For someone who only plans on getting inked once in her lifetime, Missy Franklin chose a pretty good design.

The 17-year-old swimming phenom and four-time gold medalist in London recently showed off her new body art, an image of the five Olympic rings on her upper thigh.

She tweeted the photo along with the words, "All inked up AHH! Can't believe it! My one and only!"

Franklin is taking part in a time-honored tradition of getting a tattoo of the Olympic rings. Other stars from the London Games have shown off their body art in recent days, including British diver Tom Daley and Australian swimmer Stephanie Rice.

Good thing Franklin doesn't plan on following Rice's example of getting a new design after each Olympics. In Franklin's case, that could become quite an extensive tattoo.

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It's been a whirlwind summer for McKayla Maroney. In a matter of weeks she went from a practically unknown 16-year-old to Olympic gold medalist and Internet sensation.

Now that Maroney is back home in Long Beach, Calif., she and her teammates are dealing with the prizes and pitfalls that come with her newfound stardom. "The Fierce Five" have appeared on several talkshows recently, and Maroney looks like she's enjoying herself.

However there is also a darker side to Olympic stardom, especially as a young, female athlete. Former Olympic gymnast Shawn Johnson was haunted by a stalker shortly after the Beijing Olympics, and Maroney's family is going to lengths to make sure she avoids any similiar situations.

"We have hired specialist security guards to make sure McKayla is never on her own," Maroney's mom, Erin, told the Daily Mail. "We don’t want another Shawn Johnson situation to happen."

Erin thought it was "frightening" that her daughter, who will turn 17 in December, has already received marriage proposals.

"We know there are some fanatical people out there," Erin said. "We've had prom date requests, you name it. But McKayla handles it great. She just rolls her eyes at it."

She may be only 16, but Maroney is dealing well with her newfound fame. Now that's impressive.

(H/T to Larry Brown Sports)

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At the 1996 Olympics in Atlanta, Dan O'Brien won a gold medal in the decathlon for the United States. Sixteen years later, he has teamed up with Team USA and DeVry University for their Mark Your Moments App and Facebook page, which invites everyone to work toward their goals with the support of a community of similarly determined people.

***

ThePostGame: Tell me about the Mark Your Moments App.
DAN O'BRIEN: It's a wonderful Facebook app and page that encourages fans to log on and set goals for themselves, create a community around themselves and support others. Team USA and DeVry University have created a great partnership and brought together the campaign.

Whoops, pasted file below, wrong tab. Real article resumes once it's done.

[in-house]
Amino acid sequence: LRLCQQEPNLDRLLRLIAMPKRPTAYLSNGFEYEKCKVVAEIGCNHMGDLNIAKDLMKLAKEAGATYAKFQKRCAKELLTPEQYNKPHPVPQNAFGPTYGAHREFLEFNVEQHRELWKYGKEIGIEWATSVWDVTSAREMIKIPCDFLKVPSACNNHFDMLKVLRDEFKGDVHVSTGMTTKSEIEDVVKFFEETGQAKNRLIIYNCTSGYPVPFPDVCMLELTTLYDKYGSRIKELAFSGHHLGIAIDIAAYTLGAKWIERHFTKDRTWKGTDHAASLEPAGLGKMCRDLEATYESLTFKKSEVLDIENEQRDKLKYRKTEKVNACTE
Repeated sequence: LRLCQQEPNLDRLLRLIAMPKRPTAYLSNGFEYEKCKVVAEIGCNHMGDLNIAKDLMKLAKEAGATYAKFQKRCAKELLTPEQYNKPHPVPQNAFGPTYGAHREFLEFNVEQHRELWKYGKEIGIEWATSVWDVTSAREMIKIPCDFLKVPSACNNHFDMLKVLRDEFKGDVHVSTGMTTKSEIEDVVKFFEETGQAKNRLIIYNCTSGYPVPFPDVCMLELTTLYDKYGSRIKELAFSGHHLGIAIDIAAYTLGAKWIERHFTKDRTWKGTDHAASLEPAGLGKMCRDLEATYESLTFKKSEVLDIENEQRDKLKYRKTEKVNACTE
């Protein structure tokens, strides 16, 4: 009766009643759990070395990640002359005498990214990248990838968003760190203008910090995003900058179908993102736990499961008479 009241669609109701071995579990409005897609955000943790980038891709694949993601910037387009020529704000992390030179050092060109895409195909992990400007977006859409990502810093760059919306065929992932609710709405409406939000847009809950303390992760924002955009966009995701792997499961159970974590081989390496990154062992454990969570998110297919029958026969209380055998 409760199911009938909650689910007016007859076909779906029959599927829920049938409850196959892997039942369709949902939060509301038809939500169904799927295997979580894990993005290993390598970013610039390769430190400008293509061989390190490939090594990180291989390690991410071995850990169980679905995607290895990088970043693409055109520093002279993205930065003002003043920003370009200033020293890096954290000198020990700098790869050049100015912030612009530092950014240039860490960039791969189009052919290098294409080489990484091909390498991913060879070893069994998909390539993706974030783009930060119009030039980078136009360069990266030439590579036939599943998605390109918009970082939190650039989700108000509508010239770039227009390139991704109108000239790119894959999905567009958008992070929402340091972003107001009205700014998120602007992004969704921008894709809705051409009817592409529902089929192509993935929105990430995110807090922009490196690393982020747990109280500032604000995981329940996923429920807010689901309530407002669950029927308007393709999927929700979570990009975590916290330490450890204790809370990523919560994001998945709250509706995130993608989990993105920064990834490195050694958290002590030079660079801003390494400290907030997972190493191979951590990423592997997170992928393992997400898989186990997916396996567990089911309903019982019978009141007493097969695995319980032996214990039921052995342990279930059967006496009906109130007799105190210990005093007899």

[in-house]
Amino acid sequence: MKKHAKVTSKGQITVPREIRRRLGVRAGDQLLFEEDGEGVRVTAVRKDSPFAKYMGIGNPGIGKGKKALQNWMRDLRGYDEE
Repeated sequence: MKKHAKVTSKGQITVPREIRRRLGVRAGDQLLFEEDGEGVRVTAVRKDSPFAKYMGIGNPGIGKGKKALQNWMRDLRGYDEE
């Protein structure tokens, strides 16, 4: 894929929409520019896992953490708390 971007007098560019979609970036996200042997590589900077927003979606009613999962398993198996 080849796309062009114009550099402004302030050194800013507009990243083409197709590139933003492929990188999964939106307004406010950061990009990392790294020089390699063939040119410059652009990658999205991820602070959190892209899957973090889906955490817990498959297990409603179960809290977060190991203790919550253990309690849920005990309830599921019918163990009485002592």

TPG: How did you first get into athletics?
O'BRIEN: I was adopted, and so when I was younger I wasn't really a very outgoing person. I started playing Little League baseball, started running races and playing basketball and things.

TPG: So how did playing sports help you overcome that shyness?
O'BRIEN: It was only when I started becoming a better athlete that I created this identity for myself. I gained a little bit of confidence, and when I gained confidence on the field I also gained it in the classroom and got a few more friends, so I think that sports really started me off to creating the identity of who it was I grew up to be.

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TPG: When did you first realize you were something of a superior athlete?
O'BRIEN: I always identified myself as an athlete, and even as I got into high school, I knew that sports was going to be my biggest talent, so I tried to take advantage of that.

TPG: When did you first compete in a decathlon?
O'BRIEN: I did my first decathlon in the 10th grade, and then I did one decathlon every year thereafter. So one in 10th, one in 11th, one in 12th, and then I qualified for the Junior Olympics.

TPG: Tell me about your experience at the Junior Olympics.
O'BRIEN: I got to go to Los Angeles and see Carl Lewis run at the Olympic Trials while at the same time I was competing in the Junior Olympics. Watching Lewis run really inspired me.

TPG: How did he inspire you?
O'BRIEN: It's one of those things where you see somebody do it and you realize, 'that's what I want to do.' I think that these athletes today have a great opportunity to inspire young athletes in the future.

TPG: When you were first competing in the Junior Olympics, what was your best event?
O'BRIEN: I was always a fast guy. Speed was really the key of my decathlon. 100 meters, long jump, hurdle, I don’t think I had a best event really – the only event I won at the 1996 games was the 400 meters, and I took a lot of pride in the fact that I ran a good 400 because it’s one of the toughest events in track and field.

TPG: Your worst event?
O'BRIEN: I only had one bad event -- the last event, which was the 1,500 meters.

TPG: You were considered a lock for the 1992 Olympics, but didn't make the team. What happened, and how did that disappointment affect you, positively or negatively?
O'BRIEN: In 1992 I was the world champion, the American record holder, and all I had to do at the Olympic trials was make the team. I was one of the best guys in the country and I thought that was all I had to do. But then I ran into the pole vault. I didn't pole vault very well. I got zero points in that events, and I had to get over that. I wasn't really sure how I was going to get over it, but all athletes face adversity, and when I didn't make the team in '92 it turned out to be the most positive thing that could have happened to me, because for the next four years I was the most focused athlete in the world. And I was able to go out four years later and win the gold.

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Ryan Lochte's marketing push started well before the Olympics ended. In fact, it began before Lochte won his last medal in London.

According to reports, Lochte applied for a trademark on his phrase "jeah" on August 1. One day later, Lochte medaled in two events.